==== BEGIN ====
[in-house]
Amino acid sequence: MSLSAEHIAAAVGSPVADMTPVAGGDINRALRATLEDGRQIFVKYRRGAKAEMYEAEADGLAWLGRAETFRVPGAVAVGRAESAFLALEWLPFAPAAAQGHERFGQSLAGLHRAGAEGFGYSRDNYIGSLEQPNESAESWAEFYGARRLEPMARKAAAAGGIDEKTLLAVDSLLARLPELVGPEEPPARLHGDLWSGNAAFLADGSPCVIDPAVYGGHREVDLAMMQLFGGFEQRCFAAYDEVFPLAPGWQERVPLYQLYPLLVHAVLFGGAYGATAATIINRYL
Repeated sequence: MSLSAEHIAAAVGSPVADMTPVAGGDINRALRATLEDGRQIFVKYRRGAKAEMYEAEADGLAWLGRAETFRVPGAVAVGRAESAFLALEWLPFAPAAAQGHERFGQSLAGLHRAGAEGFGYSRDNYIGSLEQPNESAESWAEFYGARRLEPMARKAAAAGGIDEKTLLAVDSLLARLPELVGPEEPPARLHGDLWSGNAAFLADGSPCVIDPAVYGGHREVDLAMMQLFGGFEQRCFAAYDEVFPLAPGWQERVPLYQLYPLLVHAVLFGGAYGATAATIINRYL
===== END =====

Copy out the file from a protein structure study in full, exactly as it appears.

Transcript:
[in-house]
Amino acid sequence: MSLSAEHIAAAVGSPVADMTPVAGGDINRALRATLEDGRQIFVKYRRGAKAEMYEAEADGLAWLGRAETFRVPGAVAVGRAESAFLALEWLPFAPAAAQGHERFGQSLAGLHRAGAEGFGYSRDNYIGSLEQPNESAESWAEFYGARRLEPMARKAAAAGGIDEKTLLAVDSLLARLPELVGPEEPPARLHGDLWSGNAAFLADGSPCVIDPAVYGGHREVDLAMMQLFGGFEQRCFAAYDEVFPLAPGWQERVPLYQLYPLLVHAVLFGGAYGATAATIINRYL
Repeated sequence: MSLSAEHIAAAVGSPVADMTPVAGGDINRALRATLEDGRQIFVKYRRGAKAEMYEAEADGLAWLGRAETFRVPGAVAVGRAESAFLALEWLPFAPAAAQGHERFGQSLAGLHRAGAEGFGYSRDNYIGSLEQPNESAESWAEFYGARRLEPMARKAAAAGGIDEKTLLAVDSLLARLPELVGPEEPPARLHGDLWSGNAAFLADGSPCVIDPAVYGGHREVDLAMMQLFGGFEQRCFAAYDEVFPLAPGWQERVPLYQLYPLLVHAVLFGGAYGATAATIINRYL